The open source PostgreSQL database project is continuing to improve performance in its latest release as well provide users with enhanced monitoring capabilities.
The PostgreSQL 13 release became generally available on Sept. 24 and is the first major update of the popular open source database since the PostgreSQL 12 release that debuted in Oct. 2019. With PostgreSQL 13, a series of administrative optimizations help database administrators to improve operations.
The new release also includes features that provide performance gains over previous releases.
PostgreSQL itself is growing in popularity and many third-party database management vendors, including public cloud providers, offer PostgreSQL-compatible interfaces.
Hybrid and public cloud adoption by larger enterprises should drive even more for PostgreSQL adoption, said Carl Olofson, research vice president at IDC.
“PostgreSQL 13 improvements seem to be mainly about efficiency, which can be huge because resource waste is a key source of poor database performance,” he said. “The wide range of improvements points to the benefit of developing technology in an open source manner.”
Carl OlofsonResearch vice-president, IDC
Series of performance boosts
Among the performance improvements in PostgreSQL 13 is work on B-tree index deduplication which will make the indexes smaller and more performant, said Jonathan Katz, a major contributor to the PostgreSQL Project.
Katz noted that PostgreSQL 13 also provides a performance boost to partitioned tables, which will make data queries faster. He added that for people who write a lot of analytical queries that use aggregate functions, PostgreSQL 13 accelerates operations.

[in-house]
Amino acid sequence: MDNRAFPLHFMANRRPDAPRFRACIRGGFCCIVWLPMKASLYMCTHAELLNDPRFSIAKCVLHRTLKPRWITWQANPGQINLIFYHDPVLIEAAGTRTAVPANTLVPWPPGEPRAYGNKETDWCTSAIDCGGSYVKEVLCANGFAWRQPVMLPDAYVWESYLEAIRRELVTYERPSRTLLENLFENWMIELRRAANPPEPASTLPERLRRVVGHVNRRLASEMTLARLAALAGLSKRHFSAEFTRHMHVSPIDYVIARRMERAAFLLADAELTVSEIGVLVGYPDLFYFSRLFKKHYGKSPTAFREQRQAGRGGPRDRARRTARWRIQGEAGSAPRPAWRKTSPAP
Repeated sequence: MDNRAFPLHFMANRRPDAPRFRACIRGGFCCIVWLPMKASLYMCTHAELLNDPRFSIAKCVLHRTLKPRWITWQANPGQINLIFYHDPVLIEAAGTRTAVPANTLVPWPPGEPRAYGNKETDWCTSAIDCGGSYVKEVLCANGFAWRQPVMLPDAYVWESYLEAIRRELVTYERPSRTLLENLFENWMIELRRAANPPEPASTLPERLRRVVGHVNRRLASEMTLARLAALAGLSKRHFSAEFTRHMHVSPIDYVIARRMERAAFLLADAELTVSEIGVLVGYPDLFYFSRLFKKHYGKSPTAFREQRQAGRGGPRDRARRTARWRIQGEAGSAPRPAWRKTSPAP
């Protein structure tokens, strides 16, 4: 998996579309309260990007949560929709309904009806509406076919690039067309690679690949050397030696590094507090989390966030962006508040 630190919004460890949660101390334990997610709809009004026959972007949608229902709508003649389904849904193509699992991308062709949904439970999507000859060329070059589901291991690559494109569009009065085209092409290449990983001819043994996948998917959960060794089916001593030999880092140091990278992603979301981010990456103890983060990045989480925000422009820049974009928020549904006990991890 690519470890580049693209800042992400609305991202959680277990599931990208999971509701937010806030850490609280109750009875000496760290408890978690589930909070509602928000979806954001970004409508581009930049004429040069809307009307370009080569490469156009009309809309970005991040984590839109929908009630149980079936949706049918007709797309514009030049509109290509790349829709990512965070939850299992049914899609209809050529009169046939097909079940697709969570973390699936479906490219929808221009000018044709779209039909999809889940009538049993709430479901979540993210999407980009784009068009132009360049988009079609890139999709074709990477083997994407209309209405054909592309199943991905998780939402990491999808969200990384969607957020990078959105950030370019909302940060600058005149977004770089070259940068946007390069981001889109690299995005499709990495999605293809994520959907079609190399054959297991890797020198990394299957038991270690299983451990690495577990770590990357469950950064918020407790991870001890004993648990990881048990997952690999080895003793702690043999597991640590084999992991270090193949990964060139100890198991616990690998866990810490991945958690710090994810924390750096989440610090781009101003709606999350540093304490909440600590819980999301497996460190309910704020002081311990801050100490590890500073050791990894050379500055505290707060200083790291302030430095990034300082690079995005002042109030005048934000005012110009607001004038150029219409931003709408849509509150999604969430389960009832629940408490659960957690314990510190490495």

Parallelized vacuuming optimizes PostgreSQL 13 databases
The concept of data “vacuuming” has long been core to PostgreSQL, as well as other databases, providing a way for the database to suck up or vacuum space after a row is deleted. With PostgreSQL 13, the vacuuming process is accelerated with a new approach for database indexes.
Indexes can now be vacuumed in parallel, which was not an option in previous releases, Katz noted, adding that if a table has multiple indexes, the indexes can be vacuumed concurrently instead of one at a time.
Better database monitoring in PostgreSQL 13
PostgreSQL has long included code hooks that enable developers and administrators to monitor various aspects of a database’s activity.
In the PostgreSQL 13 update, Katz noted that those monitoring capabilities have been expanded with a series of new ways to gain visibility into database operations.
Among those new capabilities is that the EXPLAIN monitoring query can now track write-ahead logs. Write-ahead logging (WAL) is part of PostgreSQL’s data integrity approach, providing a log of changed data. The EXPLAIN query can now be used to track WAL usage statistics so an administrator can understand how much WAL data is generated from a command.
The ability to track the progress of the ANALYZE command has also been improved, which can help an administrator to understand how long it will take to collect statistics about a given process.
Tracking progress for backups is also part of the update with the ability for administrators to track the progress of pg_basebackup, which takes a base backup of a PostgreSQL cluster.